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By Tim Stevens
In the wake of Civil War, Nighthawk has been given a chance to revisit and set right some past wrongs.
After being tapped by Tony Stark himself to head up the New Jersey chapter of the Initiative program, Kyle Richmond thought he could return some luster to the "Defenders" name. Together with She-Hulk, Colossus, and Blazing Skull, Nighthawk went after a contingent of the Serpent Society and unwittingly helped the baddies raise Quetzalcoatl, a flying snake monster that breathes fire. Things got worse from there. Thus endeth the quest for redemption, right?
Not exactly. If politics and advertising have taught us anything, it's that where there's money, there's a way. And Nighthawk has the money. So what does a hero without a team do? Hire some super mercenaries. And that's exactly what happens in THE
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LAST DEFENDERS #3, due out May 14, as Richmond brings Atlas, Junta, and Paladin into the Defenders fold.
The idea of a "pay for play" team appealed to LAST DEFENDERS writer Joe Casey.
"I do like the idea of [the] mercenary in a super hero universe," admits Casey. "There's just a strange, unique motivation there for someone to charge money for your services in a world full of altruistic super heroes."
Perhaps because of their unique place in the Marvel Universe, the mercenaries in question have to look for any payout they can find, quasi-governmental or not.
"Have you ever missed a meal because you couldn't afford it," asks Casey. "Not fun. So, obviously, when the right pay day comes along you're going to take it, no
matter what the gig entails."
Junta and Atlas bring additional baggage to Marvel's favorite "non-team." At the end of the limited series THE CREW, Junta cut himself off from much of his prior life and readers have not heard from him since.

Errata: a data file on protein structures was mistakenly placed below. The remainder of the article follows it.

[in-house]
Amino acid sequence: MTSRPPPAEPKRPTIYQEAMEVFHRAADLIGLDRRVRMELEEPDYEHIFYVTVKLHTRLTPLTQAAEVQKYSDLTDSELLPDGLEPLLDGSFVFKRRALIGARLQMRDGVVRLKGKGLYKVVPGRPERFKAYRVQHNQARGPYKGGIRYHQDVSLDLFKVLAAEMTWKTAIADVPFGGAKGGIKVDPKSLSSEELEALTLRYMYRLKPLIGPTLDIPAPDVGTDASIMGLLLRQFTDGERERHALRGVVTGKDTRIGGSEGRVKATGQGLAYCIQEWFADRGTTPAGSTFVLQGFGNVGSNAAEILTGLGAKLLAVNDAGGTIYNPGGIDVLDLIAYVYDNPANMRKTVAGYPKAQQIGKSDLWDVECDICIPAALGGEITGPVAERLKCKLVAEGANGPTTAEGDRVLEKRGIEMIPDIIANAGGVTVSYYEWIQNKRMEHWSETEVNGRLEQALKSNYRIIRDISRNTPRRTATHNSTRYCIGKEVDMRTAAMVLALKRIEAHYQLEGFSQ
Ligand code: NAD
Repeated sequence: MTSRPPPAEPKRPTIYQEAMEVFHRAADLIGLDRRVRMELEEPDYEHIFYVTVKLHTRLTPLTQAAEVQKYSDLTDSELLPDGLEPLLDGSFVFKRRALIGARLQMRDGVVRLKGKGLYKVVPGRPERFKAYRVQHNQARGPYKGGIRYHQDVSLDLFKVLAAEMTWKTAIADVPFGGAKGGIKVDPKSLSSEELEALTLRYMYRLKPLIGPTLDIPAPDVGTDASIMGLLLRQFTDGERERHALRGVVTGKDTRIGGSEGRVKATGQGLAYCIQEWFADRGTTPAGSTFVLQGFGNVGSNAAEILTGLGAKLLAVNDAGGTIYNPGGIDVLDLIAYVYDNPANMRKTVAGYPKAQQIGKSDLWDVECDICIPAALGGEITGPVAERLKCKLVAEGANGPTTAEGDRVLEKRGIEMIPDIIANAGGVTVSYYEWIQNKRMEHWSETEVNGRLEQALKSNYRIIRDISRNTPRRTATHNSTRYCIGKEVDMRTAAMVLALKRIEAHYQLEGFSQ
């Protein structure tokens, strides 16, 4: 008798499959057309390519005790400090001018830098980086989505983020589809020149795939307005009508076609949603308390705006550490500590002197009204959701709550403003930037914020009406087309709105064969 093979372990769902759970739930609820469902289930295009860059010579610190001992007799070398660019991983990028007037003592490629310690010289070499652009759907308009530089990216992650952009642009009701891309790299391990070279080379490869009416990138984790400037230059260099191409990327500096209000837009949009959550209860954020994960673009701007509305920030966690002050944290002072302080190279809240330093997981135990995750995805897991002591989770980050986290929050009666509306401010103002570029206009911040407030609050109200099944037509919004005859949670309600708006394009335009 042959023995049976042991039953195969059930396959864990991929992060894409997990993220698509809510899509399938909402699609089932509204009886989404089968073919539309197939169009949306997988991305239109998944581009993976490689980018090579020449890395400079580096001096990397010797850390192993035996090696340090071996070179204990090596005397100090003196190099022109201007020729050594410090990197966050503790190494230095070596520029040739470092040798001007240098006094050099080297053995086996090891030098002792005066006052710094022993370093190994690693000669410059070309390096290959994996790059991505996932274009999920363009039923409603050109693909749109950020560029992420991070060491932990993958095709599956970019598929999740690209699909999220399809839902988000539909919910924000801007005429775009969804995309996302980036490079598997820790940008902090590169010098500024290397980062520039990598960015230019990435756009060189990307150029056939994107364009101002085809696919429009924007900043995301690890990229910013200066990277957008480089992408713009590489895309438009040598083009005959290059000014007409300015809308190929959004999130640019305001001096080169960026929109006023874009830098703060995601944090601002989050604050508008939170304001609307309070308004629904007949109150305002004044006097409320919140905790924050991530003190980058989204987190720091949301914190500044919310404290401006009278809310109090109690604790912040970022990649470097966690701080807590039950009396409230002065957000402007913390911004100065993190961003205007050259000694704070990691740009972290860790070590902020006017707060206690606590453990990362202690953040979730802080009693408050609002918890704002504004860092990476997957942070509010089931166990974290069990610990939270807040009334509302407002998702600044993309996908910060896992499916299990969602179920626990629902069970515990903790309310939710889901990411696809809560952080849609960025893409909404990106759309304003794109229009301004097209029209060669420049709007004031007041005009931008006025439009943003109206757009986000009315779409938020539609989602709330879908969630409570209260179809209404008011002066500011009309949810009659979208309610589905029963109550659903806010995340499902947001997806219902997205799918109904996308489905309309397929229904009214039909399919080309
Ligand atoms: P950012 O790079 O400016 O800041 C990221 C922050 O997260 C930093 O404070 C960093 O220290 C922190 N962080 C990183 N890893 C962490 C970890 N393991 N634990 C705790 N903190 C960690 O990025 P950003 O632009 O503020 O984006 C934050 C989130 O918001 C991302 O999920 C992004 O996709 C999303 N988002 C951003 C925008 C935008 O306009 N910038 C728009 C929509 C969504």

"Sometimes the best laid plans and all that stuff," says Casey of Junta's return. "But I love the character and I was a big fan of [writer Christopher] Priest's THE CREW series, so I'm happy to bring the guy back out into the light."
The hard-luck size-changing Atlas has had a rough road of late, with his incarnation of the Thunderbolts disbanding and a battle involving the cosmic Grandmaster leaving him comatose.
"As with most things in the Marvel Universe, nothing is permanent," notes Casey of how the big guy makes his way onto the team. "However, as [Atlas is] certainly not with the [Thunderbolts], Erik Josten's got to find a way to make a buck."
Paladin, by contrast, has been doing fairly well for himself. Yes, he got pasted and turned in to the government by his teammates at Heroes for Hire when he betrayed them, however, he soon enough popped up again, as arrogant and opportunistic as ever. Over the years, the purple-clad Paladin portrayed as everything from a morally conflicted trigger man in DAREDEVIL to a good guy just happening to make some money along the way in everything from AMAZING SPIDER-MAN to SILVER SABLE AND THE WILD PACK.
"[These are all] facets of his personality," says Casey of Paladin's various incarnations. "He's always been a character I was drawn to, because for as long as he's been around, he's still very much a mystery character. And those different portrayals are, to me, a sure signal that he's also a complex character. Definitely not a one-note guy, and that's a great kind of character to write."
As for Nighthawk's motivation, Casey describes the hero as being, "placed in a situation where he feels that has no choice but to work with these characters."
"Like they say, necessity is the mother of invention," notes the writer. "It's a much more personal thing for Kyle Richmond. An important element of this entire series is seeing how much the Defenders means to Kyle. He'll go to any lengths to keep the team alive."
To see how Nighthawk fares in this endeavor, and if those three mercenaries manage a nice paycheck, seek out THE LAST DEFENDERS #3, with art by Jim Muniz and Cam Smith, on shelves this May 14. Also, check out this past skirmish between Atlas and Nighthawk plus much more on Marvel Digital Comics Unlimited.